At just past 70, Alex Witchel’s smart, adoring, ultra-capable mother began to exhibit undeniable signs of dementia. Witchel reacted as she’d been raised: If something was broken, she would fix it. But as medical reality undid that hope, she retreated to the kitchen, trying to reclaim the mother who was disappearing in plain sight, by cooking the comforting foods that were her mother’s signature.
Reproducing the perfect meat loaf was no panacea, but it helped a grieving daughter come to terms with her predicament, the growing phenomenon of "ambiguous loss" - loss of a beloved one who lives on. Gradually Witchel developed a deeper appreciation for all the ways the mother she was losing lived on in her, starting with the daily commandment - "Tell me everything that happened today" - that set a future reporter and writer on her path. And she was inspired to turn her experience into this bittersweet account that offers true balm for an increasingly familiar form of heartbreak.
What made the experience of listening to All Gone the most enjoyable?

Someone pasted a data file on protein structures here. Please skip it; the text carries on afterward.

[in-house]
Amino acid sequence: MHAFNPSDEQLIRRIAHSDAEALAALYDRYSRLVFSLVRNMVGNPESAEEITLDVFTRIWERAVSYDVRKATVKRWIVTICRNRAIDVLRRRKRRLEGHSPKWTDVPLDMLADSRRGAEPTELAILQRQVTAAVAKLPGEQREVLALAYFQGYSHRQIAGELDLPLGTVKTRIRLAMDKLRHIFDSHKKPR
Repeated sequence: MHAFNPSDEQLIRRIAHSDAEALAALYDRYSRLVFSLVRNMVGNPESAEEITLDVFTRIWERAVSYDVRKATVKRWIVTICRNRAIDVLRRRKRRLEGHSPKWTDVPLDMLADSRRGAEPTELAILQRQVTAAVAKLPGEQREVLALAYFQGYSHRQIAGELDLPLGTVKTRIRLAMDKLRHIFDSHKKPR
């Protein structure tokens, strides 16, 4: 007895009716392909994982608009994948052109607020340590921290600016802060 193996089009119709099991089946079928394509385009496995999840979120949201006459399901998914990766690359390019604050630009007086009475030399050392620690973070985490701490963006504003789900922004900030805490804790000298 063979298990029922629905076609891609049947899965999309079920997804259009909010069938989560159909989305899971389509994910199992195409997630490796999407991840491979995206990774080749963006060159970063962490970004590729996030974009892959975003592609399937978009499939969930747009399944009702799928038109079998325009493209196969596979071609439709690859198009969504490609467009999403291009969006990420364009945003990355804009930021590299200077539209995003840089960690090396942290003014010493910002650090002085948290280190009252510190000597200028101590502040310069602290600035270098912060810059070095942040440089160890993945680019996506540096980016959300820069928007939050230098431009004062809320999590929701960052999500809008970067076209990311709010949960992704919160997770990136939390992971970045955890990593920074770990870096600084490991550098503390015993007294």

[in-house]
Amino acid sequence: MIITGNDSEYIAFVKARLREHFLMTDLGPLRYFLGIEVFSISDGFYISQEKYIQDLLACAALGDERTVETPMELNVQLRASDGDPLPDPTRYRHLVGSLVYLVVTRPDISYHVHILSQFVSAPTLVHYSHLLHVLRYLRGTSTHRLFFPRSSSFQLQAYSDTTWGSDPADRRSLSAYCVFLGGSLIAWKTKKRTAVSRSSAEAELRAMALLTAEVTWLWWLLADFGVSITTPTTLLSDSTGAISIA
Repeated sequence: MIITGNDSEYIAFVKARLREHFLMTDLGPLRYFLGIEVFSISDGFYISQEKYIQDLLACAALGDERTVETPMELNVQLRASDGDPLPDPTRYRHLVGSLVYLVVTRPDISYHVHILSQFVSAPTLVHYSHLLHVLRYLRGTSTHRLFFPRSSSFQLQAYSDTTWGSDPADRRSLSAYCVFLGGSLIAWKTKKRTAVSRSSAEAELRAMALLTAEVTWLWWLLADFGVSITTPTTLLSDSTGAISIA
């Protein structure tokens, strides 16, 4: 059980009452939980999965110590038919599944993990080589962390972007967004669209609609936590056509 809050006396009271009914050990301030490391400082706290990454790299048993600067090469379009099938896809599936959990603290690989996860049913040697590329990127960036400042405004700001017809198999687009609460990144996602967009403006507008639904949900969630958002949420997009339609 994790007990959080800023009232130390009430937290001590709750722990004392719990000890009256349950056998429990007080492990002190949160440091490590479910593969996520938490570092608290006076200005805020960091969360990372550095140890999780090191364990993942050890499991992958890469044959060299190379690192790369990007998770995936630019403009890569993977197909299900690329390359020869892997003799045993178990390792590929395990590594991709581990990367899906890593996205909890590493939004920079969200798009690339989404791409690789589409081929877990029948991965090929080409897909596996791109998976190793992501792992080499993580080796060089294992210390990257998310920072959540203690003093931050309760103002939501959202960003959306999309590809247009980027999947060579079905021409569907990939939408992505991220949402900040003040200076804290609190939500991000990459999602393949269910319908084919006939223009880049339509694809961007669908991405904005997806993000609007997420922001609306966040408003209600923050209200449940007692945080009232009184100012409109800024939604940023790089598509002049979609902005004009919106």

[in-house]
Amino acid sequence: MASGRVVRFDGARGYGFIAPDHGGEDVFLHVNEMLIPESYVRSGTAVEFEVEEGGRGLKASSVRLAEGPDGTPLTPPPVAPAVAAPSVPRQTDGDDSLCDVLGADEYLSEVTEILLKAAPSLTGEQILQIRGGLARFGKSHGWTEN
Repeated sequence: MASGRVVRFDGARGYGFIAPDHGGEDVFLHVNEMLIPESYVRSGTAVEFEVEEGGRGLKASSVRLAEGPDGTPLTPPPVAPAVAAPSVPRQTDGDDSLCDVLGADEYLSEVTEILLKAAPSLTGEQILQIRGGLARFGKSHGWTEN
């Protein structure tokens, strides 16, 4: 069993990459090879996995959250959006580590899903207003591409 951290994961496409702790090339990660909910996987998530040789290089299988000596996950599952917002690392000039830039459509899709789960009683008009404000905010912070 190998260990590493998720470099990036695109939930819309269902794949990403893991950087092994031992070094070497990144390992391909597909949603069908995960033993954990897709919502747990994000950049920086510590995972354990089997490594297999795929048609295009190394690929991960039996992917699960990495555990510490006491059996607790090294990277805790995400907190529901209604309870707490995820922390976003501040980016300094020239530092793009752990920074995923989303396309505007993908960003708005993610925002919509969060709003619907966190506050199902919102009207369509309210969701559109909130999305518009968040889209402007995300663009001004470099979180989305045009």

This book hit a very personal note for me. My mother suffered from dementia. She passed away this year and this book was actually comforting. I could really relate to the relationship the author had with her mother and thought the book was very well written and not overly sentimental.
What did you like best about this story?
The relationship between mother and daughter.
What about Alex Witchel’s performance did you like?
It felt her performance was very genuine and engaging.
If you were to make a film of this book, what would be the tag line be?
Cherish the love of the people who mean the most to you.
1 of 1 people found this review helpful
It seems that lately a crop of women of a certain age are now writing memoirs. They're all famously successful in one sort of publishing gig or another, or they're celebrities, or gofers for celebrities, whatever. They claim to be workaholics but yet they all seem to have light years of free time to cook. Which includes shopping for the ingredients, bringing them home, putting them away until needed, even shopping for cookbooks. I simultaneously envy and hate these women...how do they work a 10-hour day and then put together a 5-course meal for someone who just dropped in??!!!
I've never looked to food and cooking for solace, probably why I can't relate, but this book is really 5 hours of "refreshments" with some dementia thrown in. And there are way too many recipes. I hated that the last part of every chapter, usually about 5-10 minutes or so, was wasted on recipes. Please, Audible, don't waste any more of my time and money with recipes!!! At least these culinary diversions were consistently placed so I could fast-forward to the next chapter.
This book gets one star for "story" because it includes the secret ingredient for meat loaf.
5 of 9 people found this review helpful